Forechecking is a defensive scheme designed to pressure the opposing team in the offensive zone. Some teams will not use the same forecheck for an entire game and implement different strategies depending on in-game situations. There are several different forechecking formations that are designed to trap or slow down an opponent’s progress on offense.
2-1-2 Aggressive Forecheck
In the 2-1-2 set, the high forwards will press hard and aggressively push opposing players toward the boards. The third forward remains in the slot and will help trap opposing players. The two defensemen support the forwards and pinch in. The goal of this system is to pin the offense and not let them exit the offensive zone.
1-3-1 Aggressive Forecheck
The 1-3-1 is designed to push the puck towards the boards, where two forecheckers will trap the puck carrier. This type of forechecking is only successful when the defensive team outnumbers the offense in the zone. The 1-3-1 requires four players to forecheck while one defenseman stays above the offensive zone and acts as a safety support.
1-2-2 Conservative Forecheck
The 1-2-2 formation is designed to flush an offensive team away from center ice. In this formation, three forwards are in the offensive zone and a single high forward presses the puck. The two defenders remain back in the neutral zone. Most teams will implement this form of forechecking when they are ahead to waste the clock and make it harder for the opposition to advance the puck.
1-4 Conservative Forecheck
1-4 forecheck formation involves four players staying in the neutral zone while one forward pressures inside the offensive zone. This conservative forecheck is a “bend, don’t break” system designed to apply pressure but eliminate breakaway plays toward the goaltender. When the offense advances the puck into the neutral zone, the four defenders will trap the puck and disrupt passing lanes.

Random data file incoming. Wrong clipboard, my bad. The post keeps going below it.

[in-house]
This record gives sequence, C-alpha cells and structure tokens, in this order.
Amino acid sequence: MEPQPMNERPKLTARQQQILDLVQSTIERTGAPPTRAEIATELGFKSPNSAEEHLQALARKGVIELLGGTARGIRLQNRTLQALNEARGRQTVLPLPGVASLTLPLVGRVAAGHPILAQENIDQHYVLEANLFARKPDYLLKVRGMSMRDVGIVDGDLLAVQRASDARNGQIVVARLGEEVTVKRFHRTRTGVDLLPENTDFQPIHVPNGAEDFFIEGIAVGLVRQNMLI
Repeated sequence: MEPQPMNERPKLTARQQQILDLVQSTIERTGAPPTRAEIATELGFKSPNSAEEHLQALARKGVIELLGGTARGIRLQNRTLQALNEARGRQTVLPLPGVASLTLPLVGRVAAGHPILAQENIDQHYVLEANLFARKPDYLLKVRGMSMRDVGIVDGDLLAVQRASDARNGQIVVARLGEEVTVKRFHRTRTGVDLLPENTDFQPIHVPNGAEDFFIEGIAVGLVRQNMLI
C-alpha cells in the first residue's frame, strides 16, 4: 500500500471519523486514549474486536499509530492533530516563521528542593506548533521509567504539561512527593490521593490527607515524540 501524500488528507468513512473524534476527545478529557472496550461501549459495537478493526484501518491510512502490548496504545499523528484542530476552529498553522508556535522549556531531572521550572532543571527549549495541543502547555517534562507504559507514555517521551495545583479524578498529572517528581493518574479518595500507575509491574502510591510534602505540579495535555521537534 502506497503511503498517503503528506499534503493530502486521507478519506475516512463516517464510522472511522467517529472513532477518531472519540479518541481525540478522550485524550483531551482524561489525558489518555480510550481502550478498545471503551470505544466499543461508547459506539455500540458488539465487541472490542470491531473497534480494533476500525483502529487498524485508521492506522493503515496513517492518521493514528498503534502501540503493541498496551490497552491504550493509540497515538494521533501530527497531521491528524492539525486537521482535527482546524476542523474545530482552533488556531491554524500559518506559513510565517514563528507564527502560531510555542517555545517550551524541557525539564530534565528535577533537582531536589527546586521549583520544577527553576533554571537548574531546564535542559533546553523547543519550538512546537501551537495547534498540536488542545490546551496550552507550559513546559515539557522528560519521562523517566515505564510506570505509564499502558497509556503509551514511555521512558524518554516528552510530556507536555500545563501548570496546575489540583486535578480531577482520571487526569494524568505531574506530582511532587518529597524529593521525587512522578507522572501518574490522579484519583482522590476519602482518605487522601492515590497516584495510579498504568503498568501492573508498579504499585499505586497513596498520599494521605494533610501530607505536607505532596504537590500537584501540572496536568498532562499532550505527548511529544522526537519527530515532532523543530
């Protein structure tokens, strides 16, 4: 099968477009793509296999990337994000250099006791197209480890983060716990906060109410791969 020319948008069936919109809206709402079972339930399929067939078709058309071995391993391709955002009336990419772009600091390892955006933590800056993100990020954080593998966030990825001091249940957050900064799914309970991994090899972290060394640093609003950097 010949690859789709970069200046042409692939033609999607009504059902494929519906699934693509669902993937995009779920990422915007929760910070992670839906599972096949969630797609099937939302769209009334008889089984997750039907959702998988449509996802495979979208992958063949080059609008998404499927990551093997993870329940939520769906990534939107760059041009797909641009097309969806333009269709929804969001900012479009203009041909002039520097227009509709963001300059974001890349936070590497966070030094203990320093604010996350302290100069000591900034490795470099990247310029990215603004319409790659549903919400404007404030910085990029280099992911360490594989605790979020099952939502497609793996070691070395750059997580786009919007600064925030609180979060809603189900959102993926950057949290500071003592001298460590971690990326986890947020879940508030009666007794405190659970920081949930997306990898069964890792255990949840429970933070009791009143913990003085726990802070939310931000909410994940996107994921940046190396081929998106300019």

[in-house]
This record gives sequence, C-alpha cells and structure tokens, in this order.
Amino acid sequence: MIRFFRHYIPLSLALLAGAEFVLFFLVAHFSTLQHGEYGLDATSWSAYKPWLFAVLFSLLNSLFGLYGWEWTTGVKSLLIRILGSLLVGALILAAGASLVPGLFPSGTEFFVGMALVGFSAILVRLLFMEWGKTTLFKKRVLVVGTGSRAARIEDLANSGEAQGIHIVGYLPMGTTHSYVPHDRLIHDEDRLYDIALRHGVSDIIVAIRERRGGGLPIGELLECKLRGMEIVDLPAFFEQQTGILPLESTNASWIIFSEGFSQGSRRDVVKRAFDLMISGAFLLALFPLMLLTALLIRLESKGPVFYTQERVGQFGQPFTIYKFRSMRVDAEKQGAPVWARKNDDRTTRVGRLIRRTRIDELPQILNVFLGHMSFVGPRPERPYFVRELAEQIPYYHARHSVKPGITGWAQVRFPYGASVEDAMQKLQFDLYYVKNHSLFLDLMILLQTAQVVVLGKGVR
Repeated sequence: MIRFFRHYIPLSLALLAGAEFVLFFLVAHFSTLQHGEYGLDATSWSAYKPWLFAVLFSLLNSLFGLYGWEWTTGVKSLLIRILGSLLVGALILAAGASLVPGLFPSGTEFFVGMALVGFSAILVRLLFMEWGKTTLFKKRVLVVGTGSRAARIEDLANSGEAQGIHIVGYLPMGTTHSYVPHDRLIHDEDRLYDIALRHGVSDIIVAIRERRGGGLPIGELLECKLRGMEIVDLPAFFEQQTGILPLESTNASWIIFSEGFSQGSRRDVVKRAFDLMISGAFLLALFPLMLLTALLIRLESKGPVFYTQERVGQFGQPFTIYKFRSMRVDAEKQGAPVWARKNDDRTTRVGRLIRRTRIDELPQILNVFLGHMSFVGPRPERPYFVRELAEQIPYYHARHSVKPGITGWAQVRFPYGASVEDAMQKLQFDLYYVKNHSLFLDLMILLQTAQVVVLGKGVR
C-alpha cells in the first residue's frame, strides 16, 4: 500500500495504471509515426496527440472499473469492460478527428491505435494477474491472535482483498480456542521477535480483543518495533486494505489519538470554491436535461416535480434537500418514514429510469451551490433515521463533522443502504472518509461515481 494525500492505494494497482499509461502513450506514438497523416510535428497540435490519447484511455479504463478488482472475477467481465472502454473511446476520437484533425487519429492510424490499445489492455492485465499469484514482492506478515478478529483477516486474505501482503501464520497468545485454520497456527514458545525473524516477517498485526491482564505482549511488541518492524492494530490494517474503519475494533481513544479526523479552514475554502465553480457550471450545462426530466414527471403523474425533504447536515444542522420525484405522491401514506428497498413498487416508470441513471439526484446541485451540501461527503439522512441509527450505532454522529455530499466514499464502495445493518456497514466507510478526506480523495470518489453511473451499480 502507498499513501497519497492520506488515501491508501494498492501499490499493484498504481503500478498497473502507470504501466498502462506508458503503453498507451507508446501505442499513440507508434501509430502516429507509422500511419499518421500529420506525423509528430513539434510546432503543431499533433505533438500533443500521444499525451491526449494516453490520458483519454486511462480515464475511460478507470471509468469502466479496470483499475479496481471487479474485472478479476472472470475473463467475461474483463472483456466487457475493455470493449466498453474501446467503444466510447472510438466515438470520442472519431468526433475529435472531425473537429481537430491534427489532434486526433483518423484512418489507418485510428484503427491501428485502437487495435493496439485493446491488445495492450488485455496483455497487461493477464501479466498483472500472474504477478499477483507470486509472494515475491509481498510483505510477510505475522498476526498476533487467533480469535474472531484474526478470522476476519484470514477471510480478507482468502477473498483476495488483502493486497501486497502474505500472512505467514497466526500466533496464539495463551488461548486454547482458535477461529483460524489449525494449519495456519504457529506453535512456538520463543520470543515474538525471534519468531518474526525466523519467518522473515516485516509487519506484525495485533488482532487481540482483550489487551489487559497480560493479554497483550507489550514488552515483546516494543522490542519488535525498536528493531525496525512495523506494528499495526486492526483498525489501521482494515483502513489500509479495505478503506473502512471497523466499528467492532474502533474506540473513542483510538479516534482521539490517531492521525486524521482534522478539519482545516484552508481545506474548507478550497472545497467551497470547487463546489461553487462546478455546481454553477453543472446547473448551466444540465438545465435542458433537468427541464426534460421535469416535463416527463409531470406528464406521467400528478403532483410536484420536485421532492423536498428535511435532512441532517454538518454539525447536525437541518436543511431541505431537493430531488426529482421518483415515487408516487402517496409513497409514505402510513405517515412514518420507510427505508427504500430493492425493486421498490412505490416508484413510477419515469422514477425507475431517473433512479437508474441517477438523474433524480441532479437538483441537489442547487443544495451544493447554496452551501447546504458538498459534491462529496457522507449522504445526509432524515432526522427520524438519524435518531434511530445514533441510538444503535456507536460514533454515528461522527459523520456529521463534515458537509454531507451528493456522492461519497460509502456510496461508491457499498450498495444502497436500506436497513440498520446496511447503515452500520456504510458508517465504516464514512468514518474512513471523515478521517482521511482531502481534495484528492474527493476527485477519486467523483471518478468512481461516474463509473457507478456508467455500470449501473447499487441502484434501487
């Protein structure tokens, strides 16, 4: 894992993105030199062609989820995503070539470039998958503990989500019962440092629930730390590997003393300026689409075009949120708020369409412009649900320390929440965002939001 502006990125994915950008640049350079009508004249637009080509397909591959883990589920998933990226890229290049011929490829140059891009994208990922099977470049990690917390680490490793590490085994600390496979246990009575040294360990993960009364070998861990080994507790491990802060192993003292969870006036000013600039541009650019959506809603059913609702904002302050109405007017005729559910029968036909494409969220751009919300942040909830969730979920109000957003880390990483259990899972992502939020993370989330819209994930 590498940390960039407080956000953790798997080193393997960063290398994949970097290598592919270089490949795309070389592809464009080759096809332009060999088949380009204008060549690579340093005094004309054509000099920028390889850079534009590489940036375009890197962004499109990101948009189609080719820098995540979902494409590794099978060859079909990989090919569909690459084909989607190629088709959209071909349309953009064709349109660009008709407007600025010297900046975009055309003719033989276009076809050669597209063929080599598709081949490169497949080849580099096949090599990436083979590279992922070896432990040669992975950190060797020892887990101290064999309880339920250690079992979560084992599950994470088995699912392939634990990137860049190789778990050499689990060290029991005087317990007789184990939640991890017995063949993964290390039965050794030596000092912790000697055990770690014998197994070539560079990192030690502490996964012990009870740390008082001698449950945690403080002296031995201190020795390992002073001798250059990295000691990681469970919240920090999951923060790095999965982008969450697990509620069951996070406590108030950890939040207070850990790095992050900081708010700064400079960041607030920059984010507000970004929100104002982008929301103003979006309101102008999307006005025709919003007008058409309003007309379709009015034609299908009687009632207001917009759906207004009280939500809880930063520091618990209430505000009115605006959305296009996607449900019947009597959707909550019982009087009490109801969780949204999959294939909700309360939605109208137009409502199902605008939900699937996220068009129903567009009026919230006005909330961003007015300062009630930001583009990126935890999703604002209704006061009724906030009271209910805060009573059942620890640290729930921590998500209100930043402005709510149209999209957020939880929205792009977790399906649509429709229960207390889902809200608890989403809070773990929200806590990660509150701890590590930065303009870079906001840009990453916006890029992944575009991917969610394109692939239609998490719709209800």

What are forechecking and backchecking in hockey?
Forechecking is when the defensive team pressures the opposing team inside the offensive zone. Forechecking involves the forwards playing aggressive defense to try and create a turnover near the opposing goal. Backchecking is when the defensive team retreats quickly to protect their defensive zone. Backchecking is the counter result of a forecheck. If the offense breaks the forecheck, the pressing forwards must hustle back to eliminate easy scoring chances.
What does F1 mean in hockey?
F1 stands for the position of first forward in hockey. The letter “F” stands for “forward,” and the number “1” stands for the placement on the ice. This player will be the first to enter the offensive zone when forechecking. Their job is to chase the puck and force the offense into the forechecking trap. Since F1 plays high in the offensive zone, this player is usually the best offensively skilled player on the ice.
What is the offensive zone in hockey?
The hockey rink is separated by two blue lines. Each of the three areas designated by the blue lines is called a zone. The zone in which a team is trying to score in is known as the offensive zone. An offensive player cannot enter the offensive zone before the puck, or an offsides penalty will be called. When teams forecheck, they are applying pressure on the opposing team in the offensive zone to try and create a turnover near the opposing goal.
What's offside in hockey?
Offside is a penalty in hockey that will be called when an offensive player enters the offensive zone before the puck. To distinguish an offsides penalty, a player must have both skates across the blue offensive zone line. Players will commonly drag their skate or stop completely at the blue line to avoid offsides. Moreover, offsides will not be called immediately if a player enters the offensive zone before the puck. Once the player touches the puck, play will then be stopped and a faceoff will occur. This is called a delayed offside.